DAKTARI Bush School & Wildlife Orphanage works with local schools to educate children about the importance of protecting their environment. Each Monday, DAKTARI welcomes eight to ten new students to attend lessons and learn how to care of the wildlife and value their environment.
During this week, the kids learn about the environment with lesson about the impact of plastic on nature, anti-poaching, discovering the signs and tracks of the animals… At the end of the week, they make South Africa a better place lesson, in which they have to write down 6 promises that they are going to follow all their life. Those promises must be toward positive changes for themselves and the country, so they can proudly and directly be players of Making South Africa a better place.
During the lesson on the environment on every Tuesday, the volunteers make a little game with the children so they can understand better the impact of throwing rubbish on the ground for example. They have to guess how long it will take until rubbish like tin can or glass will break down to soil. The kids were very surprised to learn that certain things like plastics bottles are non-biodegradable and will never disappear. We know this lesson impacted them, because 7 of the 10 kids of the week chose to promise that they would never throw rubbish on the ground.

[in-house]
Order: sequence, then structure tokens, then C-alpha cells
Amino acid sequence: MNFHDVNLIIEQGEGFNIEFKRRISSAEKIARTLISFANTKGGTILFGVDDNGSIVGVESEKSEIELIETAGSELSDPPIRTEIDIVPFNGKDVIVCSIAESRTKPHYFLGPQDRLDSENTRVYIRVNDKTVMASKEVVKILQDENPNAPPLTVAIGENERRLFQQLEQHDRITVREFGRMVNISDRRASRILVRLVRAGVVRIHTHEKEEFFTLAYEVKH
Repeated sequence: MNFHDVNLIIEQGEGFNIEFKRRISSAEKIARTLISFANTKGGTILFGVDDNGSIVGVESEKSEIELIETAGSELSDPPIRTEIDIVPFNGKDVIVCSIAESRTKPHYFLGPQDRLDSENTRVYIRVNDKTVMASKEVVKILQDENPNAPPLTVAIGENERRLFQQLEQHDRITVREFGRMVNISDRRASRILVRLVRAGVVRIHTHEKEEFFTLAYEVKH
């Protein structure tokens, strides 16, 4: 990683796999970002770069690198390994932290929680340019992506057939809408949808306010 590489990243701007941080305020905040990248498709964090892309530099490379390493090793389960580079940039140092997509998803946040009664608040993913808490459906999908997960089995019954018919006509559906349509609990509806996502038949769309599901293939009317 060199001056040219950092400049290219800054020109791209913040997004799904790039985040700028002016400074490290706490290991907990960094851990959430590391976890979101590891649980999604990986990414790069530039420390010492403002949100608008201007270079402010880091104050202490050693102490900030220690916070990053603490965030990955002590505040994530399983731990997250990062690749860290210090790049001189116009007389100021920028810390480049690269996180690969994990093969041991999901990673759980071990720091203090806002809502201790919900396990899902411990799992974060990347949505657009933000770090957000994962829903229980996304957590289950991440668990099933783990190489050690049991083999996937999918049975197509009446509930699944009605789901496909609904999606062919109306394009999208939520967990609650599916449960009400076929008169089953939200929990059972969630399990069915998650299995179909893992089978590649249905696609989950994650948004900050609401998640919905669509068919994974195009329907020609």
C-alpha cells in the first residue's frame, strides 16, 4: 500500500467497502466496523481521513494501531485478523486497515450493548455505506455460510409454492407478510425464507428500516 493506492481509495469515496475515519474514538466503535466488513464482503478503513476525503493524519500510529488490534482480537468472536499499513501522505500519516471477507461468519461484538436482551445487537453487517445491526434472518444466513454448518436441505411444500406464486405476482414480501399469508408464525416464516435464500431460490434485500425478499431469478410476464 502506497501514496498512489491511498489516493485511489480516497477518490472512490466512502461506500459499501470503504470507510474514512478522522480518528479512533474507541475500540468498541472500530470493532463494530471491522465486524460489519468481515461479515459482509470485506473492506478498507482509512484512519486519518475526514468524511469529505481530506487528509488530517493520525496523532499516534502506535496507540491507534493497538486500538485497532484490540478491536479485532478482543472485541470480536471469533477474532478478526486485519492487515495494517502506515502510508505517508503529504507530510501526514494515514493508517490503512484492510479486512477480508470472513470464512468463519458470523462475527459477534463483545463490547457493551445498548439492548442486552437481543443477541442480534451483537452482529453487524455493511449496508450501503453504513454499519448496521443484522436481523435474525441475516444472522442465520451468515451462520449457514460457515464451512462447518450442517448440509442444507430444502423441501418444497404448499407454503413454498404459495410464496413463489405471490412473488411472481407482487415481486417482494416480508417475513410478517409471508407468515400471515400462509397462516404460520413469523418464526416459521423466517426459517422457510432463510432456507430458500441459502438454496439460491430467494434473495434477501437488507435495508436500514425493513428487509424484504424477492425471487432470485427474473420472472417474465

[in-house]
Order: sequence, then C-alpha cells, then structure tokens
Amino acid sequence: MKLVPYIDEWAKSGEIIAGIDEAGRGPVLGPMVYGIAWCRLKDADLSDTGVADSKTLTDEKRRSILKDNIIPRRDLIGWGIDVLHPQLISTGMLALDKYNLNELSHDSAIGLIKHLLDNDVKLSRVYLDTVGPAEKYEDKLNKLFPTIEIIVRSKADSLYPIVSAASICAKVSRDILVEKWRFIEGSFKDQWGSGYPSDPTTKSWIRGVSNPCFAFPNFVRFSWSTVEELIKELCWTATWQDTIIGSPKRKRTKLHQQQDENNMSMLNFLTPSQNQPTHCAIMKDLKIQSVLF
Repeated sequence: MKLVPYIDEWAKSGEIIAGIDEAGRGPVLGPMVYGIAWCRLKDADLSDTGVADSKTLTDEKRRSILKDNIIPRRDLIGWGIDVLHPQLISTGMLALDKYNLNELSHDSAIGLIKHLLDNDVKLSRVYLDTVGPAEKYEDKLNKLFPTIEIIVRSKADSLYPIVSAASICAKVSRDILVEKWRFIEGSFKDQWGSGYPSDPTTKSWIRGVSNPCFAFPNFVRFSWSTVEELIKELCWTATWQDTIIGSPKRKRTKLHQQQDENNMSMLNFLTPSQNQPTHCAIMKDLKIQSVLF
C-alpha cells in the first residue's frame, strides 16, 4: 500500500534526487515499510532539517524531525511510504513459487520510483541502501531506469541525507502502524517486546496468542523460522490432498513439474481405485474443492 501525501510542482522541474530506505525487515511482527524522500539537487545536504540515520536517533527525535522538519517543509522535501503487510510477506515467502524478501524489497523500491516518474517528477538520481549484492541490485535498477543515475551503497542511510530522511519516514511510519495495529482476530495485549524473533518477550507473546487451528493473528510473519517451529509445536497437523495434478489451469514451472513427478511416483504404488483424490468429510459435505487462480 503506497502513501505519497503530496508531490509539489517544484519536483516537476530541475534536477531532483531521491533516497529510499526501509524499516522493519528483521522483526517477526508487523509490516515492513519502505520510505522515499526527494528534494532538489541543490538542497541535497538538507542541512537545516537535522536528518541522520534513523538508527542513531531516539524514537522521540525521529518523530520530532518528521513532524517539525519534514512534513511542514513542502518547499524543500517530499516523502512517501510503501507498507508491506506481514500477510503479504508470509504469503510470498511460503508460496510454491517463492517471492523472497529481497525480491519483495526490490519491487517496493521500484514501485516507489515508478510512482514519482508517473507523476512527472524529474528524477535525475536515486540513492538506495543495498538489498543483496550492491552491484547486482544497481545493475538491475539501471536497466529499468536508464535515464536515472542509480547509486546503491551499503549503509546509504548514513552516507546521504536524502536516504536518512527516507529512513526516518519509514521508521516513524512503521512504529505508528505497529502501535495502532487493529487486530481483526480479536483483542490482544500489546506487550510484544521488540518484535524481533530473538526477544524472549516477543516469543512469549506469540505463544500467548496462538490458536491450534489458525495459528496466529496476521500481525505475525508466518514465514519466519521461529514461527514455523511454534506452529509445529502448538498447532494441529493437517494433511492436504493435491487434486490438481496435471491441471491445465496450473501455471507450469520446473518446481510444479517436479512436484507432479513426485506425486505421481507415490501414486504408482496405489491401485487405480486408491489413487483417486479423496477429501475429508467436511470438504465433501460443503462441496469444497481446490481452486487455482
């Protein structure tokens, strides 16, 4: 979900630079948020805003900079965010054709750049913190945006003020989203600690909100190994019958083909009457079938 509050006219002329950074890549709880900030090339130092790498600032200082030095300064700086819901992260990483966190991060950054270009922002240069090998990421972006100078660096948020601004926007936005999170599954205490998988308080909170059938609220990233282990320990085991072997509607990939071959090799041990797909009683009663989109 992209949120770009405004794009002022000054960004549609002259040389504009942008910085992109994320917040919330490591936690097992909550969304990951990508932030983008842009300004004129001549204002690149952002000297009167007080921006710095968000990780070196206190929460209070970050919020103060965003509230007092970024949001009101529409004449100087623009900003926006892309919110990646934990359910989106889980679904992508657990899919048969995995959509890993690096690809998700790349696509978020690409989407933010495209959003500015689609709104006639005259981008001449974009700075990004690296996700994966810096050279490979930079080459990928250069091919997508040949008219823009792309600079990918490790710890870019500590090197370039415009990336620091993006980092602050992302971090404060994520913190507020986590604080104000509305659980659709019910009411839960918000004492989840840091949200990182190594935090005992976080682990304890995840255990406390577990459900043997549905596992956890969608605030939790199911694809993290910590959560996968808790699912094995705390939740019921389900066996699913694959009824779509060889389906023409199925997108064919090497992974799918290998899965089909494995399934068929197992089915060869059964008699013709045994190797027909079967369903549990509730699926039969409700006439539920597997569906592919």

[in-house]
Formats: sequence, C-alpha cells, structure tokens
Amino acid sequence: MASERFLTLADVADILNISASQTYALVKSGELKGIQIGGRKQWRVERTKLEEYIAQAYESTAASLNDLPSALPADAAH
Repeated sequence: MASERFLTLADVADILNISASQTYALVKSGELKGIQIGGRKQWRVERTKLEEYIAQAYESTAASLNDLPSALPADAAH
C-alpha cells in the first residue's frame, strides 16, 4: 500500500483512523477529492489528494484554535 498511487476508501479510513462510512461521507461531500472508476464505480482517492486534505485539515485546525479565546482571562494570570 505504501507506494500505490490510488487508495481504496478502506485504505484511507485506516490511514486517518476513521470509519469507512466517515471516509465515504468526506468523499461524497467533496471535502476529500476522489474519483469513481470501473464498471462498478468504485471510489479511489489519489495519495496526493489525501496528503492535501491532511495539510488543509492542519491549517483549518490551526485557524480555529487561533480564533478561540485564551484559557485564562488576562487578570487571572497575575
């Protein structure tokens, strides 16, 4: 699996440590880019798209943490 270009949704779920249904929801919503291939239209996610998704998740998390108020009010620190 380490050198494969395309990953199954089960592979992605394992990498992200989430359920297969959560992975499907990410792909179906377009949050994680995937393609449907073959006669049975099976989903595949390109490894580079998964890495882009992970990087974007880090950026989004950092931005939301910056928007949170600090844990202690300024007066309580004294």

With your help we can continue to provide an education to these children so they learn about the impact of protecting and respecting the environment.
Welcome back in our Wildlife Orphanage newsletter!
Recently, we renovated the adult mongooses’ enclosure by adding more logs and plants. Volunteers and staff arranged the enclosure so it looks more like their natural habitat. Old tyres from the cars were also recycled to make tunnels and provide the mongooses something to climb on.
We are adding fresh branches in the enclosure every week so the enclosure looks green, and give the mongoose extra things to play with – hopefully they will find some bugs!
The DAKTARI team are currently renovating the meerkats’ enclosure. We are digging the mud out and replace it with river sand instead. It is safer and we will bury lots of tubes so they can explore!
A bit of patience and Gasper and Tikki will soon have a fresh new playing field!
We are glad to report Martin is still in tip-top shape and doing well!
During the afternoon stabling the children can see how Martin is being fed by the staff.
To make Martin work for his dinner every day we tie the meat to a rope in the feeding area. We then pull the meat up and down to make him jump and catch his food!
For extra enrichment we sometimes use a lure that runs across his enclosure.
As we pull the meat along the wire, Martin has to run and chase it to catch his dinner. This is really important for him as it mimics hunting prey in the wild and gives him a great opportunity to exercise!